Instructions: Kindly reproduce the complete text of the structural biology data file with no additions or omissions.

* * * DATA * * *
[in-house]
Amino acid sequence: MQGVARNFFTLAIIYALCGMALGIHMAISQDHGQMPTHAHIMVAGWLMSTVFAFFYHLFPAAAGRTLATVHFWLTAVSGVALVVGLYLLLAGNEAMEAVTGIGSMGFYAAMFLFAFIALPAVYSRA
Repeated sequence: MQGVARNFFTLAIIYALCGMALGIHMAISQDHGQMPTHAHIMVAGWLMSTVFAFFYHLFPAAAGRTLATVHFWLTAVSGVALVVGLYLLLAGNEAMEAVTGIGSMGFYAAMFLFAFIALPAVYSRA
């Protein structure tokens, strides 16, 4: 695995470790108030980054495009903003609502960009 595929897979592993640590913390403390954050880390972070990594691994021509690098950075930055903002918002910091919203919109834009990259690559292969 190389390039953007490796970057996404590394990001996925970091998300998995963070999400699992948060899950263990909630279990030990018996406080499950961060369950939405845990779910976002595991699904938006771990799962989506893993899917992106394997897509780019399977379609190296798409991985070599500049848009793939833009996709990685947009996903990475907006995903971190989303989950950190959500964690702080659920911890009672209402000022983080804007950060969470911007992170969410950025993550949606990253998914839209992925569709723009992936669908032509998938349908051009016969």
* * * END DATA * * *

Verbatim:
[in-house]
Amino acid sequence: MQGVARNFFTLAIIYALCGMALGIHMAISQDHGQMPTHAHIMVAGWLMSTVFAFFYHLFPAAAGRTLATVHFWLTAVSGVALVVGLYLLLAGNEAMEAVTGIGSMGFYAAMFLFAFIALPAVYSRA
Repeated sequence: MQGVARNFFTLAIIYALCGMALGIHMAISQDHGQMPTHAHIMVAGWLMSTVFAFFYHLFPAAAGRTLATVHFWLTAVSGVALVVGLYLLLAGNEAMEAVTGIGSMGFYAAMFLFAFIALPAVYSRA
């Protein structure tokens, strides 16, 4: 695995470790108030980054495009903003609502960009 595929897979592993640590913390403390954050880390972070990594691994021509690098950075930055903002918002910091919203919109834009990259690559292969 190389390039953007490796970057996404590394990001996925970091998300998995963070999400699992948060899950263990909630279990030990018996406080499950961060369950939405845990779910976002595991699904938006771990799962989506893993899917992106394997897509780019399977379609190296798409991985070599500049848009793939833009996709990685947009996903990475907006995903971190989303989950950190959500964690702080659920911890009672209402000022983080804007950060969470911007992170969410950025993550949606990253998914839209992925569709723009992936669908032509998938349908051009016969």